Talk with your Primary Care Provider (PCP). If you do not have a primary care provider and would like to receive care from a VNA physician or nurse practitioner please call, 630.892.4355.
14I have allergies. Is this vaccine safe for me?
While serious allergic reactions were not seen in vaccine clinical trials of thousands of patients, rare allergic reactions to vaccines are possible. If you have a history of serious allergic reactions, you should discuss your situation with your healthcare provider. The COVID-19 vaccine does not contain any animal products such as eggs.
15If I have had another vaccine such as the flu shot, can I still get my COVID-19 shot?
If you have had another vaccine such as the flu shot, you must wait a full fourteen days before you are eligible to receive the COVID-19 vaccine. Also, after receiving the COVID-19 vaccine you must wait at least 14 days before receiving another vaccine such as the flu shot.
16I understand the vaccination requires two shots. Why, and what if I am unable (or do not want) to get a second shot?
The COVID-19 vaccines currently available require two shots to be fully effective. This helps make sure that enough antibodies are being produced to provide effective and long-lasting protection. The first dose of the vaccine will provide some amount of protection, but the recommendation is to receive two doses to be fully protected as intended.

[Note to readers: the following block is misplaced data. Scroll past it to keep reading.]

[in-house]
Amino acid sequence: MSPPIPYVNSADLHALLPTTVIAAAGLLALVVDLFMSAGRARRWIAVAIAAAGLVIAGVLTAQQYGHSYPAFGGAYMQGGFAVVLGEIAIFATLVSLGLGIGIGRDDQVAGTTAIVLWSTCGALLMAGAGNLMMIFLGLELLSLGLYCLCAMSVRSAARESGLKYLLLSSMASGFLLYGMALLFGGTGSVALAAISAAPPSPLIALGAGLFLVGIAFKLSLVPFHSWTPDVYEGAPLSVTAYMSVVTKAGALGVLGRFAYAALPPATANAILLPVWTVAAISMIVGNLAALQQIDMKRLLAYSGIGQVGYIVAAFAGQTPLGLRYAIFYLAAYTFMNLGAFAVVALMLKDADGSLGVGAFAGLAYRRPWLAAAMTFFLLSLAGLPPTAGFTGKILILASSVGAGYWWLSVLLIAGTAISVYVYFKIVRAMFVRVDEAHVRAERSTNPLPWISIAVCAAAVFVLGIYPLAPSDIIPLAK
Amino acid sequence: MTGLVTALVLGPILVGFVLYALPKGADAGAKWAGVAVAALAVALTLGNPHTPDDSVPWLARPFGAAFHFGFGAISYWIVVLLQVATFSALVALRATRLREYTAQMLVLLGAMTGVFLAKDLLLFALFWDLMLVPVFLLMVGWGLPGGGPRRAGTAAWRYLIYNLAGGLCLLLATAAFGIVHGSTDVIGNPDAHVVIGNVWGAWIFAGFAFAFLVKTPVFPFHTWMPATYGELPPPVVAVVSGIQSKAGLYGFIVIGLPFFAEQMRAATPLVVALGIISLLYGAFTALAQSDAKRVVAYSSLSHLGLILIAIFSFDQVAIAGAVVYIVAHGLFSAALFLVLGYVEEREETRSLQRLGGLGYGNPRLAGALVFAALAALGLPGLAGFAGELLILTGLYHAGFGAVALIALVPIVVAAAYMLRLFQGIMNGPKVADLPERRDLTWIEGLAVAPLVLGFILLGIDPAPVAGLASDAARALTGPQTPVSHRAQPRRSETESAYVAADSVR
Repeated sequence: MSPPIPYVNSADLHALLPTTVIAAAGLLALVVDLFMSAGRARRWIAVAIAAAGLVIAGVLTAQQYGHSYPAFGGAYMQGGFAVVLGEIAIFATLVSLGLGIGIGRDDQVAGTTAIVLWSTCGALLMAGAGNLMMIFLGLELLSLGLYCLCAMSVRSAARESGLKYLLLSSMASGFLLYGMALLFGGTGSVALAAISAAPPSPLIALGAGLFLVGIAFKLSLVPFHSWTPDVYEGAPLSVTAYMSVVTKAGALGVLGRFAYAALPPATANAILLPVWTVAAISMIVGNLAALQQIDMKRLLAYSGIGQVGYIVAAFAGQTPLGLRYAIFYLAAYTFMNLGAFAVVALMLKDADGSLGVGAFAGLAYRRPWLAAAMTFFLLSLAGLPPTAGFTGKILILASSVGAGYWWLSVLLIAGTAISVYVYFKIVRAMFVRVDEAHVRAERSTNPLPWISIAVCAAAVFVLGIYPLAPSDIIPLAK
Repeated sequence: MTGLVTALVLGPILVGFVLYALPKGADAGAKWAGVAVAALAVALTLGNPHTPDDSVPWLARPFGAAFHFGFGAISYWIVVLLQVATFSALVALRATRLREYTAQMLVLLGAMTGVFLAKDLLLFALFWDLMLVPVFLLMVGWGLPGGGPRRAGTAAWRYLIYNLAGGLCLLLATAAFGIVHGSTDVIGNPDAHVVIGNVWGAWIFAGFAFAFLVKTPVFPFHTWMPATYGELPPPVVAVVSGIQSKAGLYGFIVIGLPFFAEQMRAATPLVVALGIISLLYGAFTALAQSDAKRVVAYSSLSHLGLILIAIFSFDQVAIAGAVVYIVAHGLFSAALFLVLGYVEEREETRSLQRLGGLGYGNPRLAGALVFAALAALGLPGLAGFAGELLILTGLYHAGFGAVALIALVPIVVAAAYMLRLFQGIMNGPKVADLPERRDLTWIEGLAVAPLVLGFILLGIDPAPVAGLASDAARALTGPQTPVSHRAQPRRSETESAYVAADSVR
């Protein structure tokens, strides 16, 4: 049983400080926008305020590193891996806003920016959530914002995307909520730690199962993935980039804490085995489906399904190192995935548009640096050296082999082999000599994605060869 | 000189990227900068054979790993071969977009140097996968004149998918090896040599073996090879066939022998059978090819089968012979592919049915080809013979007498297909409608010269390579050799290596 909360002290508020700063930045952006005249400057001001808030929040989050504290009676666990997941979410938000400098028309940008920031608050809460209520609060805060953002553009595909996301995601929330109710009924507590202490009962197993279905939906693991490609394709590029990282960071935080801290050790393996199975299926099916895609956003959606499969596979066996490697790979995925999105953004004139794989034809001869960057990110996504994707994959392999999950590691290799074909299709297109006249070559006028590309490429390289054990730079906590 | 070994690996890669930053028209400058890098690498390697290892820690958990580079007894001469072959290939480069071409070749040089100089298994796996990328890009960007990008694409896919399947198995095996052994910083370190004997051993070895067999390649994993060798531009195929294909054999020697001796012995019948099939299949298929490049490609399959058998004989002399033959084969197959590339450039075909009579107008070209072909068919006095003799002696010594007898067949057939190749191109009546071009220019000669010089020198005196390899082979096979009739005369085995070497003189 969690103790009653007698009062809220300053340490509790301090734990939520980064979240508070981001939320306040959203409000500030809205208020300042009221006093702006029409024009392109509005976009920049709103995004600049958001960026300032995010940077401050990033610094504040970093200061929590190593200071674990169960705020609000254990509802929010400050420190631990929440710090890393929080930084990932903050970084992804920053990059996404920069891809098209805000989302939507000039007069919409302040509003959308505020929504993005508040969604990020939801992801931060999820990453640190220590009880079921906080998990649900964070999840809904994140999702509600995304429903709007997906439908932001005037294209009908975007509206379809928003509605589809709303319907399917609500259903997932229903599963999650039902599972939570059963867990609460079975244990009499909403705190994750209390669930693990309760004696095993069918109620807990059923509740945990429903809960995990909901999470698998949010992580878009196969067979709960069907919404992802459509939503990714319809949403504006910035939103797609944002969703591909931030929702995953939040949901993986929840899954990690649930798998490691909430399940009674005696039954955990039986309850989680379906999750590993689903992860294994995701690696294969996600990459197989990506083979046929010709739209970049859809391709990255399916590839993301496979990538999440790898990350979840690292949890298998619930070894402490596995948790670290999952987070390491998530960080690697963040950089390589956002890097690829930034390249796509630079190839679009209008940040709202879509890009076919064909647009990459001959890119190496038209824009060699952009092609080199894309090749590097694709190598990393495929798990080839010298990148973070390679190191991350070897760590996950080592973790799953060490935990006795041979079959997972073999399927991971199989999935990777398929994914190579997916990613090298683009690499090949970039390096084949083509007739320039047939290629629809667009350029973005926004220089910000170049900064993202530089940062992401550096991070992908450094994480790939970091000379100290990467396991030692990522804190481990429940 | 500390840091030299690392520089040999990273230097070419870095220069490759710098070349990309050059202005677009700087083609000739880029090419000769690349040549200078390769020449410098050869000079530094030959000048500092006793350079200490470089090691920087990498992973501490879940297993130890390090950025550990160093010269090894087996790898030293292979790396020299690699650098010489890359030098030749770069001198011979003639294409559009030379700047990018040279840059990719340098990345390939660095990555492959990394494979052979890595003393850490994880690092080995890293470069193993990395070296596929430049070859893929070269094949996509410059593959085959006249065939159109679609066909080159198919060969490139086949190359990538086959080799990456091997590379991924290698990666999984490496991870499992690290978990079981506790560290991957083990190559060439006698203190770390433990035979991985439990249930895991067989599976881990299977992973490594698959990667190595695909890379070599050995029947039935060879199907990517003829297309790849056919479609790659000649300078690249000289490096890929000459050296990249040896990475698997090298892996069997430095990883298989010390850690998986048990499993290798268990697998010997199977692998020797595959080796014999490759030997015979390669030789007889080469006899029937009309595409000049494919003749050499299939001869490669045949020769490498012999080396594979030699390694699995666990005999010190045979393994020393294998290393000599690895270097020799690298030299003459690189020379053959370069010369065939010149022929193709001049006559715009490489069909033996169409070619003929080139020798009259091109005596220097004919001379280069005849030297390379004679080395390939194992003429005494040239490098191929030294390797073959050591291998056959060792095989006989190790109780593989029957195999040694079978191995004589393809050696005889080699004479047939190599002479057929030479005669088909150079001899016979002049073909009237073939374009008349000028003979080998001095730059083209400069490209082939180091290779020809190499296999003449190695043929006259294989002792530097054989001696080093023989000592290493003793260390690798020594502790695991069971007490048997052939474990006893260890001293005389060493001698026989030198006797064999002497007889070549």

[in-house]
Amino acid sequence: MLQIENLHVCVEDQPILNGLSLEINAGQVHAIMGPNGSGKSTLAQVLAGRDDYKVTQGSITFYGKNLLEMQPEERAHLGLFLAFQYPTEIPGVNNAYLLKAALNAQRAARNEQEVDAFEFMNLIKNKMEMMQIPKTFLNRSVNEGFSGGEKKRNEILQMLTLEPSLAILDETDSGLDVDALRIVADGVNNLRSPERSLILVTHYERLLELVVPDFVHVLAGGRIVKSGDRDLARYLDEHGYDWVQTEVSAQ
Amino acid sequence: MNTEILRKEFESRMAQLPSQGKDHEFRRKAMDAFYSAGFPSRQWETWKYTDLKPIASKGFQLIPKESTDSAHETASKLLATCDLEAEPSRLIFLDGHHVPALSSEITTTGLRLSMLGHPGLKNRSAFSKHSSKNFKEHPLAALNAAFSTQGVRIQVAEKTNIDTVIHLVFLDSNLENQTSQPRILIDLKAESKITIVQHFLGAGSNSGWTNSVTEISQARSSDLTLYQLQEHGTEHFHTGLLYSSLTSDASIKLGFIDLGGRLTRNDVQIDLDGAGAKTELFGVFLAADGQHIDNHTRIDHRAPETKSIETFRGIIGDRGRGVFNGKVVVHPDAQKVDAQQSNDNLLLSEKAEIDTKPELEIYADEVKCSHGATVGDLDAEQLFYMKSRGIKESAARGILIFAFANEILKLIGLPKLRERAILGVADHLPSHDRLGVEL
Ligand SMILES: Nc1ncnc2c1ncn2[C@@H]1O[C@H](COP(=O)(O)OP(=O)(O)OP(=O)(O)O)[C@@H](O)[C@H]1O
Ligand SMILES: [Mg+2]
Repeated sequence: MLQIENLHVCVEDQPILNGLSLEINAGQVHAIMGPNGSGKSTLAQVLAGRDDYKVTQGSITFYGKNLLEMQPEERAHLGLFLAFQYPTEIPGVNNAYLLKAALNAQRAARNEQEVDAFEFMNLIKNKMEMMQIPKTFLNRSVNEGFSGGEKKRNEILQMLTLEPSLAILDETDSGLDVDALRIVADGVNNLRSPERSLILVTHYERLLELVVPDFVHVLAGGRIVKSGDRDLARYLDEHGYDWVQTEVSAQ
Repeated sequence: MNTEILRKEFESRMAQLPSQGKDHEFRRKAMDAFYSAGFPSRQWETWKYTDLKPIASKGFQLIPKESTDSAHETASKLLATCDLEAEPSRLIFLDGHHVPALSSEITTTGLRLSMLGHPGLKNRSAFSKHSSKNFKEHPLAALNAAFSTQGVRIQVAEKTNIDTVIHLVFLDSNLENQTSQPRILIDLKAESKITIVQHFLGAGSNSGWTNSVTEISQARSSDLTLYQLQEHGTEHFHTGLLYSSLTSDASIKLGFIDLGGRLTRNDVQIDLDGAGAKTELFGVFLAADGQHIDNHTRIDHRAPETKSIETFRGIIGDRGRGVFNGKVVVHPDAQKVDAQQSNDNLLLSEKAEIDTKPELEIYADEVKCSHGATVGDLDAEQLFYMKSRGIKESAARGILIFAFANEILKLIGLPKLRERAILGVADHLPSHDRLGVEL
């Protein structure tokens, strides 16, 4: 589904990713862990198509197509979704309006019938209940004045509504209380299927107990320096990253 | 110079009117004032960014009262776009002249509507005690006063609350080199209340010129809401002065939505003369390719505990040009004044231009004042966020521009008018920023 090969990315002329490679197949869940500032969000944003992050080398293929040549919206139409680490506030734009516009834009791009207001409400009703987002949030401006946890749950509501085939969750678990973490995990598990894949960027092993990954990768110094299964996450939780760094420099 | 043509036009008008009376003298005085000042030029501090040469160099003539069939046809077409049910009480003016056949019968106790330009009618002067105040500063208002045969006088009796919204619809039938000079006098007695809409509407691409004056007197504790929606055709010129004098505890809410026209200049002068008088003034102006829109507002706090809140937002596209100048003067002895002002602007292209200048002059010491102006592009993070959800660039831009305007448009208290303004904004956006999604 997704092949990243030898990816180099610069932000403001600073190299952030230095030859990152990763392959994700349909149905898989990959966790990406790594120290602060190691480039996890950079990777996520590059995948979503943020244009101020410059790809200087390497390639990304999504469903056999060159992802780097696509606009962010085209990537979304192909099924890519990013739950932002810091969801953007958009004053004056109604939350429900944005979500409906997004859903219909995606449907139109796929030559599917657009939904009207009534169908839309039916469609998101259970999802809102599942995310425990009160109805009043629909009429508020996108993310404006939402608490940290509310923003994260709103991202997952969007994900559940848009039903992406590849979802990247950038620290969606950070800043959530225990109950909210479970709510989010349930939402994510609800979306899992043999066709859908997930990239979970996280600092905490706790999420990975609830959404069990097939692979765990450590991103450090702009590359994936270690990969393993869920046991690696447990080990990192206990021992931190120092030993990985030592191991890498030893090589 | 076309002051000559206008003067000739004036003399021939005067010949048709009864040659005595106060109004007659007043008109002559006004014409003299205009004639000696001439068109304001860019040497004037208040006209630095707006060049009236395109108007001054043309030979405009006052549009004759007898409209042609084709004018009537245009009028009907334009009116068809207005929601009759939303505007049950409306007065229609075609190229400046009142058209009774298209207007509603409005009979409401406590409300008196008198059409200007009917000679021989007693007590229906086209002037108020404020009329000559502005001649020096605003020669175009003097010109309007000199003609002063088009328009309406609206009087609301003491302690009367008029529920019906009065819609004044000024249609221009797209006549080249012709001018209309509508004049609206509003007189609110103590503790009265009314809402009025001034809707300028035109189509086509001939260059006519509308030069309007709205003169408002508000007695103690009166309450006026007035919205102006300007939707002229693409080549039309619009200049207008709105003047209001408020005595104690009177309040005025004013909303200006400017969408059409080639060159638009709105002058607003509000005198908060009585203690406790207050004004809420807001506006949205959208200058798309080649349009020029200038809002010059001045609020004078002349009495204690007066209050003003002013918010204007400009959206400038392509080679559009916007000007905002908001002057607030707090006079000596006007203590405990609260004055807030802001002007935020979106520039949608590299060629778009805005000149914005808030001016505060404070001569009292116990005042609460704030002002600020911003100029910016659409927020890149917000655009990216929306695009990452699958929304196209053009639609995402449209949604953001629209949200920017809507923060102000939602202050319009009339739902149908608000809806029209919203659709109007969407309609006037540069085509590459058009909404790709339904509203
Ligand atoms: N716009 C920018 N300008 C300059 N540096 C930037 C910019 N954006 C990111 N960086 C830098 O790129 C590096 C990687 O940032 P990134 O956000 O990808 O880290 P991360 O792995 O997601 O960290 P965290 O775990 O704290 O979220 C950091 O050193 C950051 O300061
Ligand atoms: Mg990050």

17How will I know when to get my second shot?
Currently, CDC recommends 2 doses of Moderna vaccine separated by 29 days. CDC currently recommends 2 doses of Pfizer-BioNTech vaccine separated by 21 days. If you received your initial dose from VNA before March 1st, VNA will text or email you an invitation to make an appointment for a second dose based upon CDC recommendations in effect at that time. For those who received their first dose on or after March 1st, your second dose appointment will be made when you receive your first dose.
18If I get vaccinated, can I stop wearing a mask?
No. While the COVID-19 vaccine is highly effective, it is not 100% effective. That means that there is still a small chance that you could get infected. If you’ve been vaccinated, it may be possible for enough of the virus to be present in your nose or mouth for you to unknowingly spread it to those around you, even if you don’t experience symptoms. Until researchers confirm that this doesn’t happen, wearing a mask helps you protect the people in your community who haven’t received the vaccine yet. Until the COVID-19 pandemic is controlled, people who receive the vaccine need to continue following Illinois Department of Public Health guidance such as the use of facemasks, social distancing, and regular hand washing. This protects you as well as your family and community.